Upon the formation of the New Rite, General Santa Anna, utterly undismayed by the silent rebuke administered him by his brethren in inchoating the Mexican National Rite and leaving him without its pale, plunged more feverishly into the maelstrom of Mexican politics, carrying behind him a considerable faction of the old Mexican Scottish Rite. With their influence he succeeded in becoming five times President of the Republic, and five times Military Dictator.

Conscienceless politician that he was, Santa Anna did not scorn to call to his aid when need was, the powerful Hierarchy of Rome. More times than one in those stormy days the Church Party held the balance of power. It was then that Santa Anna made concessions. It was then that he decreed that infamous platform upon which Mexican Catholics have made their stand from that day to this. Let us summarize it:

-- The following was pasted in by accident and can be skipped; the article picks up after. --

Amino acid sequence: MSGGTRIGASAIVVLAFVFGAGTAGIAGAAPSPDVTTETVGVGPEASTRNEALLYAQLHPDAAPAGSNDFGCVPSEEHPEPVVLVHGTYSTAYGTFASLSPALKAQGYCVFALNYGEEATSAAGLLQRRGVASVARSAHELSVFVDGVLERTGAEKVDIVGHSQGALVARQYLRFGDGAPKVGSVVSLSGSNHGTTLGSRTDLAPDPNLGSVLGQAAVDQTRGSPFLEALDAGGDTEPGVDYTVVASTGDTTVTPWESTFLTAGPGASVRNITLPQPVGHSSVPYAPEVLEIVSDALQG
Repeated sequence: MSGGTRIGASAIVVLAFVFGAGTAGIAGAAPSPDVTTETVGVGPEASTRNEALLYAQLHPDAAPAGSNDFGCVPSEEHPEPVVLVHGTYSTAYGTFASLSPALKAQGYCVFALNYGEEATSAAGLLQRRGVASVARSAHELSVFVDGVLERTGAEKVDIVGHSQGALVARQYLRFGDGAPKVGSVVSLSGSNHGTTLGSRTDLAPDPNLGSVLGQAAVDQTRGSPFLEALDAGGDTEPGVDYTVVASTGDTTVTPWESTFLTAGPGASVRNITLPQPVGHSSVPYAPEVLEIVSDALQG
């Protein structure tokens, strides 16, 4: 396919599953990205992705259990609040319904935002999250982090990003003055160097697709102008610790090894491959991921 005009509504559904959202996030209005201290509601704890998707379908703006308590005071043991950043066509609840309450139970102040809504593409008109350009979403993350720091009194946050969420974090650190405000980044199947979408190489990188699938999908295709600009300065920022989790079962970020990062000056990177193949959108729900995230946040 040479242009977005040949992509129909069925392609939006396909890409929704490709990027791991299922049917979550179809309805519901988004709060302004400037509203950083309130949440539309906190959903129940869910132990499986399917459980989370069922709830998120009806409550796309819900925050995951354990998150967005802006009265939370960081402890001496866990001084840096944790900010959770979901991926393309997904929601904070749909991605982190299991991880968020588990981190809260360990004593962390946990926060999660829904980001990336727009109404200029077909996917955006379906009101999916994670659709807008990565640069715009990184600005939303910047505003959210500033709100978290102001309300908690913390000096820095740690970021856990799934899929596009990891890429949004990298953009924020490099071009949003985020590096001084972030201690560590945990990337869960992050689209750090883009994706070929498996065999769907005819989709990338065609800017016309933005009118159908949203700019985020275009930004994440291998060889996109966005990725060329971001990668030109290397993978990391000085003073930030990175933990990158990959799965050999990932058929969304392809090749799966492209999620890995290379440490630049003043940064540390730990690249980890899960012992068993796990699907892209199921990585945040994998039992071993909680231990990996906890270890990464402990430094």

• "Church property and Church revenues shall be inviolable. "There shall be restoration in toto of the special fueros or privileges of the Clergy and Military Caste.
  • "Reaffirmation of the Roman Catholic Religion as the one and only Religion of Mexico.
  • "Censorship of the Press and Public Expression.
  • "The confining of immigration to individuals from Catholic countries.
  • "The abolition of the Institute of Sciences at Oaxaca."

This college so particularly referred to was one which numbered in its faculty some of the most active adherents of the Mexican National Masonic Rite.

Occasionally Santa Anna chose to humiliate the Church Party which at heart he truly hated. Such was enforcing them to arrange a most elaborate funeral ceremony over the leg he had lost at Vera Cruz.

Rome never forgets: never forgives. Two years after this droll funeral ceremony, the Archbishop of Mexico placed the ban of the Church upon Santa Anna's demand for a forced loan of $4,000.000. The Army too revolted, "No dinero, no combate." That is a military tradition in Mexico.

Santa Anna abandoned by his Clerical supporters gathered what money was at hand in the Treasury and departed on one of his usual pleasant vacations in foreign climes—at the expense of the Mexican Republic.